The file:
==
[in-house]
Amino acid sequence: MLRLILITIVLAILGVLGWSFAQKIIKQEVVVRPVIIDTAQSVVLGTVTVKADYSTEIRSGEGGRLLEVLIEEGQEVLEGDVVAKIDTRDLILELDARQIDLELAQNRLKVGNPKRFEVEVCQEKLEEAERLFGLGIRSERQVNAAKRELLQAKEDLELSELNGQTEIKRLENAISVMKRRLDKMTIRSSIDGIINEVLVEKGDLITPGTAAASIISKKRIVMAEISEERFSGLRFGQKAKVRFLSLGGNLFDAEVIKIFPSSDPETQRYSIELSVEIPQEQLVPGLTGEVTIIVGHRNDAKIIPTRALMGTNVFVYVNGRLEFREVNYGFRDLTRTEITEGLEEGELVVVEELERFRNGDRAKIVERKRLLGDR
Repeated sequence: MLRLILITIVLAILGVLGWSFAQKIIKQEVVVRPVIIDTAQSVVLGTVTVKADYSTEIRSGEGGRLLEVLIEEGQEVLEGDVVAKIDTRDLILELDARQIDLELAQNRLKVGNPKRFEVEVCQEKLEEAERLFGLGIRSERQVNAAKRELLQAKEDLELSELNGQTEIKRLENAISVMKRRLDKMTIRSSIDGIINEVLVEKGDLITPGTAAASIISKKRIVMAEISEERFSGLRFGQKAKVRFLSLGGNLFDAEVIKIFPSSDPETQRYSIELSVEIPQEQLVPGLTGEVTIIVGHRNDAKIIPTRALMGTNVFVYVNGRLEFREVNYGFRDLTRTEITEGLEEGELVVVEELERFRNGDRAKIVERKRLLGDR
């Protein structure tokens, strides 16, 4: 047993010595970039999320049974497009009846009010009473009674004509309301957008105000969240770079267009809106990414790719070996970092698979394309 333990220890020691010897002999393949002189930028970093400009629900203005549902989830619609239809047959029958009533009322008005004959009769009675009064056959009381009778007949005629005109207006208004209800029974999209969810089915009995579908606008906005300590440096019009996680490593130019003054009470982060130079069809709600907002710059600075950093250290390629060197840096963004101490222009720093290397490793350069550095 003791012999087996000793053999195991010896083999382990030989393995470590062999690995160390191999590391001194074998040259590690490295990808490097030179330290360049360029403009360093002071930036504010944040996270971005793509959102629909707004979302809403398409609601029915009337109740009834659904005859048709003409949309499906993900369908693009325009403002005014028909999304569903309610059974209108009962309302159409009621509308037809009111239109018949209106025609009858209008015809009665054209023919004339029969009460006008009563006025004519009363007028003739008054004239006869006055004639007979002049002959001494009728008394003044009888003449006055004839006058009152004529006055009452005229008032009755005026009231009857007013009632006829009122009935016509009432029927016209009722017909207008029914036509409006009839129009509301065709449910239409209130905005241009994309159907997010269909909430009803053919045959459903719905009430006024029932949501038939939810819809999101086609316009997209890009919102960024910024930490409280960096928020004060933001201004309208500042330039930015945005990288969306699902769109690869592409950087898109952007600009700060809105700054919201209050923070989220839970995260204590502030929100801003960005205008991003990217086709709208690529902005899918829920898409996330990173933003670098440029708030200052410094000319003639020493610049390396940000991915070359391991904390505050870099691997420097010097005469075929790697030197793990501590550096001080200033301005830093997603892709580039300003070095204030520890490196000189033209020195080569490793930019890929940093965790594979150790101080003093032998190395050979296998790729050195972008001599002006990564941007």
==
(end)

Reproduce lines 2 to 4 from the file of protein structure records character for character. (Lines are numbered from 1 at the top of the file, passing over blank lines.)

Amino acid sequence: MLRLILITIVLAILGVLGWSFAQKIIKQEVVVRPVIIDTAQSVVLGTVTVKADYSTEIRSGEGGRLLEVLIEEGQEVLEGDVVAKIDTRDLILELDARQIDLELAQNRLKVGNPKRFEVEVCQEKLEEAERLFGLGIRSERQVNAAKRELLQAKEDLELSELNGQTEIKRLENAISVMKRRLDKMTIRSSIDGIINEVLVEKGDLITPGTAAASIISKKRIVMAEISEERFSGLRFGQKAKVRFLSLGGNLFDAEVIKIFPSSDPETQRYSIELSVEIPQEQLVPGLTGEVTIIVGHRNDAKIIPTRALMGTNVFVYVNGRLEFREVNYGFRDLTRTEITEGLEEGELVVVEELERFRNGDRAKIVERKRLLGDR
Repeated sequence: MLRLILITIVLAILGVLGWSFAQKIIKQEVVVRPVIIDTAQSVVLGTVTVKADYSTEIRSGEGGRLLEVLIEEGQEVLEGDVVAKIDTRDLILELDARQIDLELAQNRLKVGNPKRFEVEVCQEKLEEAERLFGLGIRSERQVNAAKRELLQAKEDLELSELNGQTEIKRLENAISVMKRRLDKMTIRSSIDGIINEVLVEKGDLITPGTAAASIISKKRIVMAEISEERFSGLRFGQKAKVRFLSLGGNLFDAEVIKIFPSSDPETQRYSIELSVEIPQEQLVPGLTGEVTIIVGHRNDAKIIPTRALMGTNVFVYVNGRLEFREVNYGFRDLTRTEITEGLEEGELVVVEELERFRNGDRAKIVERKRLLGDR
């Protein structure tokens, strides 16, 4: 047993010595970039999320049974497009009846009010009473009674004509309301957008105000969240770079267009809106990414790719070996970092698979394309 333990220890020691010897002999393949002189930028970093400009629900203005549902989830619609239809047959029958009533009322008005004959009769009675009064056959009381009778007949005629005109207006208004209800029974999209969810089915009995579908606008906005300590440096019009996680490593130019003054009470982060130079069809709600907002710059600075950093250290390629060197840096963004101490222009720093290397490793350069550095 003791012999087996000793053999195991010896083999382990030989393995470590062999690995160390191999590391001194074998040259590690490295990808490097030179330290360049360029403009360093002071930036504010944040996270971005793509959102629909707004979302809403398409609601029915009337109740009834659904005859048709003409949309499906993900369908693009325009403002005014028909999304569903309610059974209108009962309302159409009621509308037809009111239109018949209106025609009858209008015809009665054209023919004339029969009460006008009563006025004519009363007028003739008054004239006869006055004639007979002049002959001494009728008394003044009888003449006055004839006058009152004529006055009452005229008032009755005026009231009857007013009632006829009122009935016509009432029927016209009722017909207008029914036509409006009839129009509301065709449910239409209130905005241009994309159907997010269909909430009803053919045959459903719905009430006024029932949501038939939810819809999101086609316009997209890009919102960024910024930490409280960096928020004060933001201004309208500042330039930015945005990288969306699902769109690869592409950087898109952007600009700060809105700054919201209050923070989220839970995260204590502030929100801003960005205008991003990217086709709208690529902005899918829920898409996330990173933003670098440029708030200052410094000319003639020493610049390396940000991915070359391991904390505050870099691997420097010097005469075929790697030197793990501590550096001080200033301005830093997603892709580039300003070095204030520890490196000189033209020195080569490793930019890929940093965790594979150790101080003093032998190395050979296998790729050195972008001599002006990564941007």